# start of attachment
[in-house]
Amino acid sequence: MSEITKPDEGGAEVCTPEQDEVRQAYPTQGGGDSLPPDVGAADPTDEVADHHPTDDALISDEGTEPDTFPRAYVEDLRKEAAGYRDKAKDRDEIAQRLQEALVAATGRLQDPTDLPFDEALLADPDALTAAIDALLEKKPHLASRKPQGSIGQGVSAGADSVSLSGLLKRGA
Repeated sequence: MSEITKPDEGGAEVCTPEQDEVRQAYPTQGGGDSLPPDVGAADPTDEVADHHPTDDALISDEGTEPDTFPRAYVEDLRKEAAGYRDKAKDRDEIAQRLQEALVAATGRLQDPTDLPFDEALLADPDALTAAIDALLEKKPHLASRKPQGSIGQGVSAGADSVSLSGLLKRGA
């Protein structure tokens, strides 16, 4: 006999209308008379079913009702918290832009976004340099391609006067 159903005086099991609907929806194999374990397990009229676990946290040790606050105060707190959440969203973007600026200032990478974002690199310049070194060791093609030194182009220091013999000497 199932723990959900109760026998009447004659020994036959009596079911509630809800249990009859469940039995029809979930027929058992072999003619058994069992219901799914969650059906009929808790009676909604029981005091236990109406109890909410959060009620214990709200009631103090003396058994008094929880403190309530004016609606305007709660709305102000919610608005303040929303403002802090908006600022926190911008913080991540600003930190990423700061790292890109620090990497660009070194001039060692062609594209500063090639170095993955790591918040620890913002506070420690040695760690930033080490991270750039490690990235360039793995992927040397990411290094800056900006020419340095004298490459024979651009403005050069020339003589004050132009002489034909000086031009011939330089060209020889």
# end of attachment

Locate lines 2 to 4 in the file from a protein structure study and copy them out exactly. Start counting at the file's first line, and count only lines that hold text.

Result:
Amino acid sequence: MSEITKPDEGGAEVCTPEQDEVRQAYPTQGGGDSLPPDVGAADPTDEVADHHPTDDALISDEGTEPDTFPRAYVEDLRKEAAGYRDKAKDRDEIAQRLQEALVAATGRLQDPTDLPFDEALLADPDALTAAIDALLEKKPHLASRKPQGSIGQGVSAGADSVSLSGLLKRGA
Repeated sequence: MSEITKPDEGGAEVCTPEQDEVRQAYPTQGGGDSLPPDVGAADPTDEVADHHPTDDALISDEGTEPDTFPRAYVEDLRKEAAGYRDKAKDRDEIAQRLQEALVAATGRLQDPTDLPFDEALLADPDALTAAIDALLEKKPHLASRKPQGSIGQGVSAGADSVSLSGLLKRGA
């Protein structure tokens, strides 16, 4: 006999209308008379079913009702918290832009976004340099391609006067 159903005086099991609907929806194999374990397990009229676990946290040790606050105060707190959440969203973007600026200032990478974002690199310049070194060791093609030194182009220091013999000497 199932723990959900109760026998009447004659020994036959009596079911509630809800249990009859469940039995029809979930027929058992072999003619058994069992219901799914969650059906009929808790009676909604029981005091236990109406109890909410959060009620214990709200009631103090003396058994008094929880403190309530004016609606305007709660709305102000919610608005303040929303403002802090908006600022926190911008913080991540600003930190990423700061790292890109620090990497660009070194001039060692062609594209500063090639170095993955790591918040620890913002506070420690040695760690930033080490991270750039490690990235360039793995992927040397990411290094800056900006020419340095004298490459024979651009403005050069020339003589004050132009002489034909000086031009011939330089060209020889």